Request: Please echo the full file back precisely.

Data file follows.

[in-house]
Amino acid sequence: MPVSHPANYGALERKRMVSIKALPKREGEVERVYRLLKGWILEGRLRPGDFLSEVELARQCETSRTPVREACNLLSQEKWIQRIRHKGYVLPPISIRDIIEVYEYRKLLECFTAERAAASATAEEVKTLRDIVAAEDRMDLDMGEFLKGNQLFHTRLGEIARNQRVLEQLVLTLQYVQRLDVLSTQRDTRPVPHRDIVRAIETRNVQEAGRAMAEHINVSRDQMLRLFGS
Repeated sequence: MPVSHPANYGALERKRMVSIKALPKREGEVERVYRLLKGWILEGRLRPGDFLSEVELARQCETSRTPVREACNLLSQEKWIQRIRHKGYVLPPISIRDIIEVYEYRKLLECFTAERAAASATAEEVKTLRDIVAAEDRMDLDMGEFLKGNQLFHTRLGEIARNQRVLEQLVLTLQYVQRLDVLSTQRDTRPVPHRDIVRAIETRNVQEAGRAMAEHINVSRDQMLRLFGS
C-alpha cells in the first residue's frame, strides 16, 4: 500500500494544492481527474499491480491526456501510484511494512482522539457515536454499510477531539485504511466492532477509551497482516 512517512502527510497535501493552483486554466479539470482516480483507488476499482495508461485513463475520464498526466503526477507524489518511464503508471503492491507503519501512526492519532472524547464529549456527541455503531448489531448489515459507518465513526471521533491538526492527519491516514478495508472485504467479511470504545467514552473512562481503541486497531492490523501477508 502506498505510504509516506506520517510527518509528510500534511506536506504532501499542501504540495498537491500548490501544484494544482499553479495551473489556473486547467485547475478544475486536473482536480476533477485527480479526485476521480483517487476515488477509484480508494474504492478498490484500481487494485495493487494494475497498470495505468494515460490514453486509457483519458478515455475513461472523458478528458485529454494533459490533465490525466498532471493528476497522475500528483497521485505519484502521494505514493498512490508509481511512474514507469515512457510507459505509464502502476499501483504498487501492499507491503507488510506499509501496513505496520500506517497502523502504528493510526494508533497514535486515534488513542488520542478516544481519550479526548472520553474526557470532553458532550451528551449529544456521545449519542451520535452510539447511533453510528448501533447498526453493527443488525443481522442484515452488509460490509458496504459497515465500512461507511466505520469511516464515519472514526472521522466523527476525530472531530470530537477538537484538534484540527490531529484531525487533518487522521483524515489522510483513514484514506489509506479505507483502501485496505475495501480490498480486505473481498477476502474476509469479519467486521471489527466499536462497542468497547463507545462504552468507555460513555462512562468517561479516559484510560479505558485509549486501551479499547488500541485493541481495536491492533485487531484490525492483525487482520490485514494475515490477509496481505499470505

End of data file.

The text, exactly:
[in-house]
Amino acid sequence: MPVSHPANYGALERKRMVSIKALPKREGEVERVYRLLKGWILEGRLRPGDFLSEVELARQCETSRTPVREACNLLSQEKWIQRIRHKGYVLPPISIRDIIEVYEYRKLLECFTAERAAASATAEEVKTLRDIVAAEDRMDLDMGEFLKGNQLFHTRLGEIARNQRVLEQLVLTLQYVQRLDVLSTQRDTRPVPHRDIVRAIETRNVQEAGRAMAEHINVSRDQMLRLFGS
Repeated sequence: MPVSHPANYGALERKRMVSIKALPKREGEVERVYRLLKGWILEGRLRPGDFLSEVELARQCETSRTPVREACNLLSQEKWIQRIRHKGYVLPPISIRDIIEVYEYRKLLECFTAERAAASATAEEVKTLRDIVAAEDRMDLDMGEFLKGNQLFHTRLGEIARNQRVLEQLVLTLQYVQRLDVLSTQRDTRPVPHRDIVRAIETRNVQEAGRAMAEHINVSRDQMLRLFGS
C-alpha cells in the first residue's frame, strides 16, 4: 500500500494544492481527474499491480491526456501510484511494512482522539457515536454499510477531539485504511466492532477509551497482516 512517512502527510497535501493552483486554466479539470482516480483507488476499482495508461485513463475520464498526466503526477507524489518511464503508471503492491507503519501512526492519532472524547464529549456527541455503531448489531448489515459507518465513526471521533491538526492527519491516514478495508472485504467479511470504545467514552473512562481503541486497531492490523501477508 502506498505510504509516506506520517510527518509528510500534511506536506504532501499542501504540495498537491500548490501544484494544482499553479495551473489556473486547467485547475478544475486536473482536480476533477485527480479526485476521480483517487476515488477509484480508494474504492478498490484500481487494485495493487494494475497498470495505468494515460490514453486509457483519458478515455475513461472523458478528458485529454494533459490533465490525466498532471493528476497522475500528483497521485505519484502521494505514493498512490508509481511512474514507469515512457510507459505509464502502476499501483504498487501492499507491503507488510506499509501496513505496520500506517497502523502504528493510526494508533497514535486515534488513542488520542478516544481519550479526548472520553474526557470532553458532550451528551449529544456521545449519542451520535452510539447511533453510528448501533447498526453493527443488525443481522442484515452488509460490509458496504459497515465500512461507511466505520469511516464515519472514526472521522466523527476525530472531530470530537477538537484538534484540527490531529484531525487533518487522521483524515489522510483513514484514506489509506479505507483502501485496505475495501480490498480486505473481498477476502474476509469479519467486521471489527466499536462497542468497547463507545462504552468507555460513555462512562468517561479516559484510560479505558485509549486501551479499547488500541485493541481495536491492533485487531484490525492483525487482520490485514494475515490477509496481505499470505